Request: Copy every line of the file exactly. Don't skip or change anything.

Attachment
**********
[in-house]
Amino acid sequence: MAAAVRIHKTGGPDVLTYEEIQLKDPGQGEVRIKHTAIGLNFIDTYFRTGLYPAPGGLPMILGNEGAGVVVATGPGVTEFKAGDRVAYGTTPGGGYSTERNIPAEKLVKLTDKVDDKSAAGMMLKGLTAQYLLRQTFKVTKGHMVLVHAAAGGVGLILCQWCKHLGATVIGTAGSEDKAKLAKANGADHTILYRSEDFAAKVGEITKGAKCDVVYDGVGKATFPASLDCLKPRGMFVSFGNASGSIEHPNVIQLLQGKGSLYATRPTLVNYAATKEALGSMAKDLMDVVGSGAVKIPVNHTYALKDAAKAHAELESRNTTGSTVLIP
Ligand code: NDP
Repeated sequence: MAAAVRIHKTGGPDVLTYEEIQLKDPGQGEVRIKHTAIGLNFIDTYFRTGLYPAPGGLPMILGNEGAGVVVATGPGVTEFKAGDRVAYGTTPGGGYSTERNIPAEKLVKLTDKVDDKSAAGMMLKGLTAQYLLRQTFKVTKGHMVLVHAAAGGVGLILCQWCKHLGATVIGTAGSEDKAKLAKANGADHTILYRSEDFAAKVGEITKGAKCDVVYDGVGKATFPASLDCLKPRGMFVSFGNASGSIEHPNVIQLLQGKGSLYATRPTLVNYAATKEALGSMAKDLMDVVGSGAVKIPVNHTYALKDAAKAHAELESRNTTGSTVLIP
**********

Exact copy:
[in-house]
Amino acid sequence: MAAAVRIHKTGGPDVLTYEEIQLKDPGQGEVRIKHTAIGLNFIDTYFRTGLYPAPGGLPMILGNEGAGVVVATGPGVTEFKAGDRVAYGTTPGGGYSTERNIPAEKLVKLTDKVDDKSAAGMMLKGLTAQYLLRQTFKVTKGHMVLVHAAAGGVGLILCQWCKHLGATVIGTAGSEDKAKLAKANGADHTILYRSEDFAAKVGEITKGAKCDVVYDGVGKATFPASLDCLKPRGMFVSFGNASGSIEHPNVIQLLQGKGSLYATRPTLVNYAATKEALGSMAKDLMDVVGSGAVKIPVNHTYALKDAAKAHAELESRNTTGSTVLIP
Ligand code: NDP
Repeated sequence: MAAAVRIHKTGGPDVLTYEEIQLKDPGQGEVRIKHTAIGLNFIDTYFRTGLYPAPGGLPMILGNEGAGVVVATGPGVTEFKAGDRVAYGTTPGGGYSTERNIPAEKLVKLTDKVDDKSAAGMMLKGLTAQYLLRQTFKVTKGHMVLVHAAAGGVGLILCQWCKHLGATVIGTAGSEDKAKLAKANGADHTILYRSEDFAAKVGEITKGAKCDVVYDGVGKATFPASLDCLKPRGMFVSFGNASGSIEHPNVIQLLQGKGSLYATRPTLVNYAATKEALGSMAKDLMDVVGSGAVKIPVNHTYALKDAAKAHAELESRNTTGSTVLIP